Integrating Your Event Technology Planning Tools

The event technology landscape is overwhelmingly diverse. Corbin Ball, a noted event technology expert, states that he currently tracks, “nearly 1,500 event tech products in 60 categories” on his website, ranging from comprehensive all-in-one platforms to smaller, more specialized tools. The benefit of an all-in-one platform is that, in theory, all products within the platform seamlessly integrate with each other. But many organizations find that not all tech products available within a single platform meet their specialized needs uniformly. As a result, they opt to build a “tech stack” of separate, best-in-breed products that can (hopefully) connect data from one system to the other seamlessly.  Recognizing this need, more and more technology providers are building cooperative relationships to ensure their products “play well” together.

The case for integration makes perfect sense. As a meeting planner, why wouldn’t you want to have the option to choose tools that work best for your specific organizational needs, and the convenience of a streamlined way to capture, track and manage data between them?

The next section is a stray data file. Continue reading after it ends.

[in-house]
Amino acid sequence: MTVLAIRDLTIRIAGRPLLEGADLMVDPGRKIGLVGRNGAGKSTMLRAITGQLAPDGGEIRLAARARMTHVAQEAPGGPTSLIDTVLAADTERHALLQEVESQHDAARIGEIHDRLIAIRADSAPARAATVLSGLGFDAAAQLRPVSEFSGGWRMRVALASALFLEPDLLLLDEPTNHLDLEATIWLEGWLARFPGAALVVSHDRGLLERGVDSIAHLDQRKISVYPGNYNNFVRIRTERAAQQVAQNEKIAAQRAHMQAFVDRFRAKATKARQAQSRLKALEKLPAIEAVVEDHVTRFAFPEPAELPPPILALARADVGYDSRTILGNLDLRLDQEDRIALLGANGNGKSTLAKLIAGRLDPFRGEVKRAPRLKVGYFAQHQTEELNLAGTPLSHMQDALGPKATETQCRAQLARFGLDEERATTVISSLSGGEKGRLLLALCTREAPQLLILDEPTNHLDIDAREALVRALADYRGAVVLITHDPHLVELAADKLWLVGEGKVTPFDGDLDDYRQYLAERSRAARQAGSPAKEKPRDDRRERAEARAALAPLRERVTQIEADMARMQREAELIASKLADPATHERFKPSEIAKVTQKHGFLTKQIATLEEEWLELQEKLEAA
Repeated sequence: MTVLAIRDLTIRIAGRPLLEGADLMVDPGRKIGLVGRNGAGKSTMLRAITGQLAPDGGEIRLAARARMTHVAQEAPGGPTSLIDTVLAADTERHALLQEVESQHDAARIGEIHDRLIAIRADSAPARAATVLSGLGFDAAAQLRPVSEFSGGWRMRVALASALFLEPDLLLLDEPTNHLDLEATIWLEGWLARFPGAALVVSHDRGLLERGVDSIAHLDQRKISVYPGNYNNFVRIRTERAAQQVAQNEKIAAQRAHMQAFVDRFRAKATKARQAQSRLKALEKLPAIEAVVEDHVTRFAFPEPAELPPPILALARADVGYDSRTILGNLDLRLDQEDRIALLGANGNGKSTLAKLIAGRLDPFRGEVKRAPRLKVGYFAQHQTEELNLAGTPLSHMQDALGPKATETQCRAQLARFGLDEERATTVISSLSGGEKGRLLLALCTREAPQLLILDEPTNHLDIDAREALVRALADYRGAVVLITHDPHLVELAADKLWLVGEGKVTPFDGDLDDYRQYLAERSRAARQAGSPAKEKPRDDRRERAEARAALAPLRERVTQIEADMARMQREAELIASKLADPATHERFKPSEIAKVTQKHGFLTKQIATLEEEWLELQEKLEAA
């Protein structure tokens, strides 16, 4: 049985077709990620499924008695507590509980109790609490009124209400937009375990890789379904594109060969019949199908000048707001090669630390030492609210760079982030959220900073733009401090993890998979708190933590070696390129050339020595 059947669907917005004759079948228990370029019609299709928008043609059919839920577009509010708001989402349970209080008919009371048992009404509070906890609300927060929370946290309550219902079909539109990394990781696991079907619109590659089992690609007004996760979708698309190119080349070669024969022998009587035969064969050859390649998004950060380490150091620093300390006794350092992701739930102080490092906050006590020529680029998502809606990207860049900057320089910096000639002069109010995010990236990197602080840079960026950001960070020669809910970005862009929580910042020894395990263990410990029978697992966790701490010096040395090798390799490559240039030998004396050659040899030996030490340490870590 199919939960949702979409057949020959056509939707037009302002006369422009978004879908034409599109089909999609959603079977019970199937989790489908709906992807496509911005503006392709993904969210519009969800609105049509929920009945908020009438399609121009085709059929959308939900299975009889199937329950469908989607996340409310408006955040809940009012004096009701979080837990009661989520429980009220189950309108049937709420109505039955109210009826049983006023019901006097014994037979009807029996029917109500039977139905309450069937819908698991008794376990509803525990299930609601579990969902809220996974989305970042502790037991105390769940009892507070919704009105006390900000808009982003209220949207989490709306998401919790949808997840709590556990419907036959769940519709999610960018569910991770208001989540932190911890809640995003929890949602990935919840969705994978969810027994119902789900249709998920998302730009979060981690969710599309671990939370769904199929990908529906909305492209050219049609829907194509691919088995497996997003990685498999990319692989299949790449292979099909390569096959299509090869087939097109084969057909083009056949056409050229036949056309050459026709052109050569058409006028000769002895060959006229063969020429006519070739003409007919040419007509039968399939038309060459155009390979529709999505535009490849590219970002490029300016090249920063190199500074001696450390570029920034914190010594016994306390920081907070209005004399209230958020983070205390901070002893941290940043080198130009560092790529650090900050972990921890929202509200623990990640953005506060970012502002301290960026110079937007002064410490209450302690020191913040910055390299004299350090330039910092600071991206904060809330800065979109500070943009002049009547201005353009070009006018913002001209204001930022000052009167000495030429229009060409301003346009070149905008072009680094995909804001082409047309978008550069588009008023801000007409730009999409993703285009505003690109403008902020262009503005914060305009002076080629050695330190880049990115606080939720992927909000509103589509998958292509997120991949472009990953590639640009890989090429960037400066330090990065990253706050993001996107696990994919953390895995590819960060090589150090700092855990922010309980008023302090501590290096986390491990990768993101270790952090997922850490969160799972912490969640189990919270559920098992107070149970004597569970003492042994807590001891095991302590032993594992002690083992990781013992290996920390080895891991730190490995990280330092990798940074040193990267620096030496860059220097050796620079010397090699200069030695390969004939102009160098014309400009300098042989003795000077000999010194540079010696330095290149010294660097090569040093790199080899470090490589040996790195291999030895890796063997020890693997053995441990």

CATALYST® Abstract Management Software AMS Integration Instances

Below are the most common AMS integration use cases we see customers taking advantage of with CATALYST:

Single sign-on

If a member already has login credentials to access their account details or resources based on their member profile and status, those same credentials can be used to log in to CATALYST. This makes the process of submitting abstracts more convenient and simpler for users.

Access and content control

With AMS integration, organizations can use data such as member level, member status or payment transactions to control access to online educational materials. Additionally, meeting planners and program managers can control whether a member has permission to submit an abstract, or even which questions they see on the submission form.

Data consistency

Pull member data from your AMS into CATALYST and simplify the submission process for an author, preventing them from having to re-type data that already exists in the system. With AMS integration there’s also less room for human data entry error, increasing data cleanliness and accuracy.